Does it make any sense at all for the THA to spend millions of dollars with one hand, promoting the natural beauty and bio-diversity of the island while with the other hand it destroys the very product it is selling? Obviously not.
The people who live on Northside Road have a right to good road access to the capital, but that does not have to come at the expense of our iconic landmarks. The THA will find another way of solving this problem if it looks for it.
Silk cotton trees are revered in many cultures. In parts of Africa, it is the home of the spirits, and it is not a coincidence that early European settlers actively cut down the silk cotton trees to undermine their strong cultural influence. The large number of these trees on Tobago reflect our African roots.
The folk story of Gang Gang Sara, the most well known in Tobago folklore, is the epitome of this. Gang Gang Sara was the resident village obeah (voodoo) woman in the 1700s. She had flown to Tobago straight from Africa and settled in Les Coteaux, but after her husband died, she tried to fly back home. She launched herself from a silk cotton, but sadly she had eaten salt and could no longer fly, so she fell to her death beside the great tree.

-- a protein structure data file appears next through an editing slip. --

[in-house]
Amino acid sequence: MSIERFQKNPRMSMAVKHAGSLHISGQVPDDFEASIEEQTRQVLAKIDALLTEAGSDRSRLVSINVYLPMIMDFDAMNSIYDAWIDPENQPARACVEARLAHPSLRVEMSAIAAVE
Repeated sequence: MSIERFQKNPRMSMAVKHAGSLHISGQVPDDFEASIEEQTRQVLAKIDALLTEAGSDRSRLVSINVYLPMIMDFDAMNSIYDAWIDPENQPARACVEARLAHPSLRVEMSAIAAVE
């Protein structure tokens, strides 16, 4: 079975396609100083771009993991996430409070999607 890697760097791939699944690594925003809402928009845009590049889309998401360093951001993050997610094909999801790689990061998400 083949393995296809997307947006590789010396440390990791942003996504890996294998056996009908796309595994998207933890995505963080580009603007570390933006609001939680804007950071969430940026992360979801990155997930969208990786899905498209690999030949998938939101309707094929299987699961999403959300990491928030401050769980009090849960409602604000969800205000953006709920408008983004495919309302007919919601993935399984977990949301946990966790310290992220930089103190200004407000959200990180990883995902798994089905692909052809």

The ancient Maya of Central America believed the silk cotton tree was the source of human life and that the tree stood at the centre of the earth, connecting the terrestrial world to the spirit-world above. The long thick vines hanging from its spreading branches provided a connection to the heavens for the souls that ascended them. Even today, these grand trees are mercifully spared when forests are cut.
The writers, poets, artists and musicians of Trinidad and Tobago are regularly inspired by the silk cotton tree. Trinidadian poet John Lyons wrote collected works called Voices From a Silk Cotton Tree. At Pan Jazz 2011 in New York, this tree was the focus for the entire show, entitled Tales from the Silk Cotton Tree. Trinidad carnival designer Brian Macfarlane created the magnificent silk cotton tree on stage. Nobel Prize winning poet Derek Walcott, who spent most of his life living in Trinidad, refers to them in his verse.